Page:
The case in brief

Titina Loizidou comes from Kyrenia, a city in the northern part of Cyprus. She lived in Kyrenia up until 1972 when together with her husband, they moved to Nicosia temporarily with the intention of settling back to Kyrenia at a later stage.

However, the Turkish invasion in 1974 denied her access to her hometown and subsequently to the property, which she had inherited from her family. She tried to go back several times during the peaceful demonstrations of the movement "Women Walk Home".

In the last march on 19 March 1989 the Turkish armed forces stopped her and along with other women held her captive for participating in the march.

In July 1989 she applied to the European Commission of Human Rights in Strasbourg by filing an individual application against Turkey. She had then started a long complicated and difficult process, which lasted nine years. The European Court of Human Rights delivered 3 different judgments on the Loizidou case, which established the fact that Turkey was indeed the party responsible for the inability of the applicant to peacefully access and enjoy her property in Kyrenia. The Court found Turkey guilty of violating Loizidous's property rights (according to Article 1 Protocol No. 1 of the European Convention for Human Rights) and responsible for reversing such an illegality. Furthermore, Turkey was held responsible (according to the Court's July 28 1998 judgment) for paying Loizidou pecuniary damages -just satisfaction- which amounted to Cyp 300.000 ($US 600,000). The non pecuniary damages were estimated according to the Court's award to a Cyp20.000 (US $ 40,000) amount. The deadline for payment of this amount was 28 October 1998.

The Applicant has placed her trust in the legal system developed by the Council of Europe to ensure respect and protection of property rights and of human rights. She has argued her case and obtained 3 judgments by the Court.

Nevertheless Turkey has showed no sign of intending to comply with the Court’s monetary award nor has it in fact complied with the Court’s judgment of 18 December 1996 so as to allow the Applicant to return to and peacefully enjoy her property in Kyrenia.

"It is now up to the Committee of Ministers of the Council of Europe to ensure that judgments of the Court are enforced and the Public Order of Europe is preserved. In fact the Committee after an exchange of letters with the Turkish Government, has on 6 October 1999 adopted an Interim Resolution (DH (99) 680) which, inter alia:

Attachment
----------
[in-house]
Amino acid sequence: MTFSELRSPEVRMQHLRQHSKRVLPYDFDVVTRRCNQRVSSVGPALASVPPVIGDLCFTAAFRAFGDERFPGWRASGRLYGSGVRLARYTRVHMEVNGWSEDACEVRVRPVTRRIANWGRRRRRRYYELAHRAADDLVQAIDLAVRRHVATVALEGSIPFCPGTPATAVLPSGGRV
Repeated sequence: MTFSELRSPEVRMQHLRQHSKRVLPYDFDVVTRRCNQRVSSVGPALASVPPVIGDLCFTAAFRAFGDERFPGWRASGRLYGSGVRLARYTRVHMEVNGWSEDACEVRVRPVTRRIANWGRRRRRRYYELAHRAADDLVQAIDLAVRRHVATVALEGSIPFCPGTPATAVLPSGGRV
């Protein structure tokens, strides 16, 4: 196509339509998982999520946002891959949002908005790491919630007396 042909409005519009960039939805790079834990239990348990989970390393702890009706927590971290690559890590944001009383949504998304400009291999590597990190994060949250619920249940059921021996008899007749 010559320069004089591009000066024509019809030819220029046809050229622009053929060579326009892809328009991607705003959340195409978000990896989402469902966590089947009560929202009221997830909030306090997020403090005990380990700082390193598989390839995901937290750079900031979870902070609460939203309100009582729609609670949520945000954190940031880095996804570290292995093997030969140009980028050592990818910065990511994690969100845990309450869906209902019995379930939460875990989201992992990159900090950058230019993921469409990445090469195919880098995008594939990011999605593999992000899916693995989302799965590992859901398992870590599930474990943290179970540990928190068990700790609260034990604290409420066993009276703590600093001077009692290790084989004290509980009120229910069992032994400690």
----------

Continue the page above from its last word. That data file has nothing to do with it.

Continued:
"Strongly urges Turkey to review its position and to pay the just satisfaction awarded in this case in accordance with the conditions set out by the European Court of Human Rights so as to ensure that Turkey, as a High Contracting Party, meets its obligations under the Convention."

It is perhaps interesting to note what the Cyprus Country Report on Human Rights Practices for 1999 by the U.S.Department of State mentions in relation to this case:"

"In 1996 the European Court of Human Rights ruled 11 to 6 that Turkey committed a continuing violation of the rights of a Greek Cypriot woman by preventing her from going to her property located in north Cyprus. The ruling reaffirmed the validity of property deeds issued prior to 1974. The Court also found in this case that "it was obvious from the large number of troops engaged in active duties in northern Cyprus that the Turkish army exercised effective overall control there. In the circumstances of the case, this entailed Turkey's responsibility for the policies and actions of the TRNC'". In July the Court ordered Turkey to pay the woman approximately $915,000 in damages and costs by October 28. The Turkish Government stated that it cannot implement the Court's decision, which it contends is a political decision, and argued that the land in question is not Turkish but is part of the "Turkish Republic of Northern Cyprus. The Council of Europe (COE) during 1999 continued to call on the Turkish Government to comply with the Court's decision. In October the COE Committee of Ministers' Deputies voted to deplore Turkey's lack of compliance. A number of similar cases have been filed with the ECHR."